SANTIAGO (Reuters) -Chile’s economy grew for the second quarter in a row in early 2023 but failed to impress market participants as recovery in the world’s largest copper producer appears to remain hesitant.
Gross domestic product rose 0.8% in the first quarter from the previous three-month period, the central bank said on Thursday, up from a small 0.1% expansion a quarter before but below market consensus, as economists polled by Reuters expected a 1% increase.
Chile faced a slowdown last year after recovering rapidly from the COVID-19 pandemic downturn, which drove inflation higher and forced the central bank to put in place aggressive monetary tightening.
The recent economic gains broke a streak of three quarter-on-quarter declines seen in 2022, but are unlikely to drive continuous growth.
“The headline figure masks signs of pronounced weakness,” Capital Economics’ emerging markets economist Kimberley Sperrfechter said. “We expect the economy to struggle over the coming quarters amid tight monetary policy and project a 0.3% contraction over 2023 as a whole.”
The central bank itself still sees high consumer prices hindering “sustainable” growth in the Andean country in the near term, having forecast this year’s gross domestic product to grow 0.5% in the most optimistic scenario.
The lower-end of its outlook for 2023 stands at a 0.5% contraction, while in the next year GDP would expand 1% to 2%, less than previously forecast, according to projections released last month.
Underscoring the challenges, the Chilean economy shrunk 0.6% on a yearly basis in the first three months of 2023, according to central bank data.
That was, nonetheless, better than the 0.9% contraction expected by economists in a Reuters poll.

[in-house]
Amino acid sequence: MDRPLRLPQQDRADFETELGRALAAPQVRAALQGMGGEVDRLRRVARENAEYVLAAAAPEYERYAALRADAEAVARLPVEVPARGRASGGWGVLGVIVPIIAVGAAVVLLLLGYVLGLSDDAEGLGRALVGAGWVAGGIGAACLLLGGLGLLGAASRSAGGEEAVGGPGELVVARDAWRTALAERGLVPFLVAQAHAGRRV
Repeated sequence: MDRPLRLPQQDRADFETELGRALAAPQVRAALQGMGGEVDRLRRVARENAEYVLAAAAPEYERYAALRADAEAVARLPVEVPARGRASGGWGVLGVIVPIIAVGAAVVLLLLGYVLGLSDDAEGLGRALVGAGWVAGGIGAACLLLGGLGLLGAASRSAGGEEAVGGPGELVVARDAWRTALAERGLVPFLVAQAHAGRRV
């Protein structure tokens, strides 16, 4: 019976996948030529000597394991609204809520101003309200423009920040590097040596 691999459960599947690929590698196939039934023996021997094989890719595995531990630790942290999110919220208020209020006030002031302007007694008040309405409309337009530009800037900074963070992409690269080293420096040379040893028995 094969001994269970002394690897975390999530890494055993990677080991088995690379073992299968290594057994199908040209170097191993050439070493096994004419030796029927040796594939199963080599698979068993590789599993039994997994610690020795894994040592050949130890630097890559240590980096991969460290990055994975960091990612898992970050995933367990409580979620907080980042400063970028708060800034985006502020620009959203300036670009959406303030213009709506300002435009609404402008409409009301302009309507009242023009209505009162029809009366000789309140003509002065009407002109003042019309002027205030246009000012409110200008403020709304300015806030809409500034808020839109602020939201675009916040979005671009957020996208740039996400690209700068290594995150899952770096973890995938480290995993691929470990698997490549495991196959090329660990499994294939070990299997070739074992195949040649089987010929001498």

The drop was driven by falling internal demand, which slipped 8.0% in the period due to lower investments and consumption, the central bank said in a statement, even as net exports increased.
“Activities posted mixed results,” the bank said. “Commerce and the agricultural and forestry sectors were the ones with greater downward influence, while personal services posted the main upward contribution.”
It was “a decent Q1, but output is weakening on a sequential basis,” said Pantheon Macroeconomics’ Andres Abadia, noting that activity has been more resilient than initially expected but tight financial conditions were starting to bite.
The central bank held interest rates at a cycle-high of 11.25% earlier this month, but market participants see room for cuts ahead, projecting the benchmark rate to fall to 9.75% within five months.
Lower rates are likely to help growth momentum to gather speed further ahead but risks remain tilted to the downside, Abadia said, forecasting “a slowdown in Q2 and relatively sluggish performance in H2” with GDP growth of 0.5% this year.
(Reporting by Fabian Andres Cambero and Gabriel Araujo; Editing by Steven Grattan and Alistair Bell)